The first goal of any marketing effort is to gain someone’s attention. We can argue about whether or not this means the goal is to interupt someone, but no matter the direction, the goal is always to do something unique enough to get noticed, and then be heard. Let me be clear – stock photography is the OPPOSITE OF UNIQUE. Businesses’ new found addiction to stock photography has created a wad of sameness that spreads mediocrity all over your message.
A little more than 10 or so years ago, options for inexpensive stock photos were minimal. One of the only choices was to buy big multi-CD collections of photos and clip art; and I was the proud owner of more than one set. The outlets for high quality stock photography were expensive and exclusive; often costing hundreds of dollars for a single photo and being accessible only through ad and creative agencies. These expensive and exclusive options still exist, but are still just as impractical for everyday use. So what’s a do-it-yourselfer to do?
Along comes the Internet and blasts a gaping hole in that business model with websites like iStockPhoto.com. iStockPhoto made stock photography cheap, often $1-2 a photo, and available to everyone, and available instantly. Do it yourself designers and flyer makers rejoiced.
So what’s the problem? EVERYONE uses stock photography. The ubiquity of stock photography has empowered us all to look exactly alike. The photos on sites like iStockPhoto are generic, as they want to appeal to a wide range of buyer. This means that LOTS of people buy the popular ones. This means that your customer, consciously or not, recognizies that photo on your website as the same one it saw on the PTA flyer in their mailbox.
Here are some signs your stock photography is too generic:
I’ve seen these photos on blog posts, websites, in emails, or flyers, brochures, and EVEN ON BOOK COVERS. The last thing you want is for your brand to be associated with an image that can be hijacked by anyone else willing to spend $1.95. I’m guilty of this myself. While I did do some modifications, I used stock photos for my first book cover — not good.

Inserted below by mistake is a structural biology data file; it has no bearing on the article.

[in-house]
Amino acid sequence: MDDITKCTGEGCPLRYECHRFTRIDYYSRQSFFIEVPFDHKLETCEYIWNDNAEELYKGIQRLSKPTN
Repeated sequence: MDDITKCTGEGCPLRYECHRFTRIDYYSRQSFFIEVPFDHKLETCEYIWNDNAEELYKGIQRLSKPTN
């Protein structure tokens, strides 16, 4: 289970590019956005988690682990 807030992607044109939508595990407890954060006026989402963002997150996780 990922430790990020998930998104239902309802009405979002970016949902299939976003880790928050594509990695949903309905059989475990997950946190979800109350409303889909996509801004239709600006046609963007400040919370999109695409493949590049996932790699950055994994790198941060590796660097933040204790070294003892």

So how do you avoid this?
1) If you must buy from iStockPhoto, avoid the the images with the “flames” over top of them. This means they’re top sellers and its a guarantee that you’ll see the images elsewhere.
2) If you buy an image from iStockPhoto, avoid using it in its original form. While this can involve some image editing, consider removing the color, editing out a background, or using just a piece of the image. This reduces the likelihood that someone else will be using the image in the same way you are.
3) For blog posts, use the advanced search function on Flickr to find photos with a Creative Commons license allowing them to be used commercially (the check boxes can be found at the bottom of the search page). At the the time of this writing, just over 39 million photos were available. Most will require you provide credit to the photographer, but some will not. While these photos could just as easily be used by others, its a less common approach by far, reducing the chances you’ll be identified with someone else.
4) Consider taking your own photos. You could get all fancy with a photographer, models, etc if you’re working on a brochure. If you’re just working on a blog post, though, you could also just use your phone and take a photo of you pen, or your keyboard, or your Christmas tree.
Just remember that if your goal involves defining who you are, blue-hot stock photography says you’re just like everyone else willing to spend $2 on a photo. That’s not very unique. Spend a little time and chose your imagery wisely. It says a lot more about you than you think.